After years of procrastination and delay, the trip came together very quickly. I monitored the weather forecast early in the week and decided on a Wednesday to “go for it.” I packed all my gear on Thursday evening and pre-loaded it into my car. I brought my gear and bike to work with me Friday so I could drive to the park entrance after work. At the appointed hour, I stripped off my business clothes, put on my riding shorts and shoes and drove the 90 minutes from Long Island to the 909.
I was on the trail by 5:45 pm. I started off on the jeep tracks, just to get the hang of riding a loaded mountain bike. I patrolled around to see who else was in the park and scope out the camp sites. One site had some empty beer bottles, suggesting it was a popular party spot, so I eliminated it from my list of places to camp. Another site had a mattress in it. Odd thing to see in the middle of the woods, so I scratched that site, too. I then decided to try my luck on one of the single track trails, just for the sake of putting on some miles before setting up camp.
The trail I chose was at times too technical for my first loaded bike packing trip. It started out nice enough but soon turned very rocky with several roller coaster ups and downs. On an unloaded bike it would be a fun trail but with a giant dry bag strapped to the bars it was a bit nerve racking. If I had to do my first ride again, I would not go on technical single track and would stick to the jeep and snow mobile trails. Live and learn.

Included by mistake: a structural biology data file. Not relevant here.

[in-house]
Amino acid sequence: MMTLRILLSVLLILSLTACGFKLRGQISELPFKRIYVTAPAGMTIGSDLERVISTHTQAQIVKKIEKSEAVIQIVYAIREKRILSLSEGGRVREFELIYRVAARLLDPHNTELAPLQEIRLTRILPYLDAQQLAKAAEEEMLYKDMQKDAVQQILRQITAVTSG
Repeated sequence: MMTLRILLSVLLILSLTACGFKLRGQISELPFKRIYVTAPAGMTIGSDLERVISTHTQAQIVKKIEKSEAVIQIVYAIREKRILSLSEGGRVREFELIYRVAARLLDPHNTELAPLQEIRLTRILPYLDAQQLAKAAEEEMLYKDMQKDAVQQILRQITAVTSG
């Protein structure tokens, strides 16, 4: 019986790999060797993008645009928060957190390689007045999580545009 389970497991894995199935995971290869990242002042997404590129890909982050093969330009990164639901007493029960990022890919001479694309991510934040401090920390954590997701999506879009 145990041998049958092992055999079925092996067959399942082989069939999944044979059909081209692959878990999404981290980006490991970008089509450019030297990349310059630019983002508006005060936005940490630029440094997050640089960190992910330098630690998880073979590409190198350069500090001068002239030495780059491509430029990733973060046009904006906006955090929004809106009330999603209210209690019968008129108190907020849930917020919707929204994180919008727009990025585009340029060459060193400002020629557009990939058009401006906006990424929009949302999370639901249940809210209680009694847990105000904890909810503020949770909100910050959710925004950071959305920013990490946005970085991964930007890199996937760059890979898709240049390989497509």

I rode around for nearly two hours to shake down my rig. I had a seat bag, Camelback, top tube bag and a giant dry bag strapped to the bars. I purposely did not invest in a frame bag or handlebar roll because I wanted to make sure I enjoyed this method of camping before buying specialty gear. You can get by with minimal gear, but the specialty gear no doubt makes things easier. Here’s a summary of my packing strategy:
Revelate Pika seat bag:
- MSR pocket rocket stove, small pot with lid, cup, utensils
- rain jacket
- small pouches with toiletries and repair kit, head lamp, first aid kit
- camp towel
- food: freeze dried dinner, oatmeal and tea for breakfast
Revelate Gas Tank top tube bag:
- snacks while riding
- small camera
- first aid kit
- toilet paper, hand sanitizer
- repair kit
- phone and wallet
- 70 ounces water
- gorilla pod
- more snacks
30 liter Eastern Mountain Sports Dry Bag
- Tarptent Moment
- 40 degree Marmot sleeping bag
- Thermarest air mattress
- sleep clothes, ski cap
I secured the dry bag to the handle bars using a pair of Rok Straps. The dry bag was the weak link in the system. It was too bulky and my rigging method was nothing short of craptastic! The bag sagged and rubbed against my suspension fork producing an irritating noise. I plan to replace it with a purpose-built harness. I managed to duplicate some items because they were already in my Camelbak. I brought more snacks than I needed and I never used the tripod. Interestingly, I used all my water (70 ounces in the pack plus two water bottles) both drinking and cooking. I usually don’t drink that much but it was warm and muggy.